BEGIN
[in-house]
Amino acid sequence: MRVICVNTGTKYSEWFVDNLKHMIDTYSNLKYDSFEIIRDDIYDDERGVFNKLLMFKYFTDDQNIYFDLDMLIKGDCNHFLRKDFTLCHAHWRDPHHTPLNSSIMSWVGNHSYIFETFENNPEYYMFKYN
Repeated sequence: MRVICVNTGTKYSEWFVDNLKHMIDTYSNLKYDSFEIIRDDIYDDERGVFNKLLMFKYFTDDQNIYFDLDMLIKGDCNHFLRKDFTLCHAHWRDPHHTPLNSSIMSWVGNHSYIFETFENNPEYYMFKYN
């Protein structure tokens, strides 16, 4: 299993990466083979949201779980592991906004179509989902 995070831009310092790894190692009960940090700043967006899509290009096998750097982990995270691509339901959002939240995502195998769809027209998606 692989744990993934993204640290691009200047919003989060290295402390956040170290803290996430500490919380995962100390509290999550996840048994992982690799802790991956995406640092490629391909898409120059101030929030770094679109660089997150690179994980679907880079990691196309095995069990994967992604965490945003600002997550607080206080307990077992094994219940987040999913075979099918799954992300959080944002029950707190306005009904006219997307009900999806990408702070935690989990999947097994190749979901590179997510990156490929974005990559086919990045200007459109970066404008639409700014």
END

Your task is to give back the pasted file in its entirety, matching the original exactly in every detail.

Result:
[in-house]
Amino acid sequence: MRVICVNTGTKYSEWFVDNLKHMIDTYSNLKYDSFEIIRDDIYDDERGVFNKLLMFKYFTDDQNIYFDLDMLIKGDCNHFLRKDFTLCHAHWRDPHHTPLNSSIMSWVGNHSYIFETFENNPEYYMFKYN
Repeated sequence: MRVICVNTGTKYSEWFVDNLKHMIDTYSNLKYDSFEIIRDDIYDDERGVFNKLLMFKYFTDDQNIYFDLDMLIKGDCNHFLRKDFTLCHAHWRDPHHTPLNSSIMSWVGNHSYIFETFENNPEYYMFKYN
């Protein structure tokens, strides 16, 4: 299993990466083979949201779980592991906004179509989902 995070831009310092790894190692009960940090700043967006899509290009096998750097982990995270691509339901959002939240995502195998769809027209998606 692989744990993934993204640290691009200047919003989060290295402390956040170290803290996430500490919380995962100390509290999550996840048994992982690799802790991956995406640092490629391909898409120059101030929030770094679109660089997150690179994980679907880079990691196309095995069990994967992604965490945003600002997550607080206080307990077992094994219940987040999913075979099918799954992300959080944002029950707190306005009904006219997307009900999806990408702070935690989990999947097994190749979901590179997510990156490929974005990559086919990045200007459109970066404008639409700014």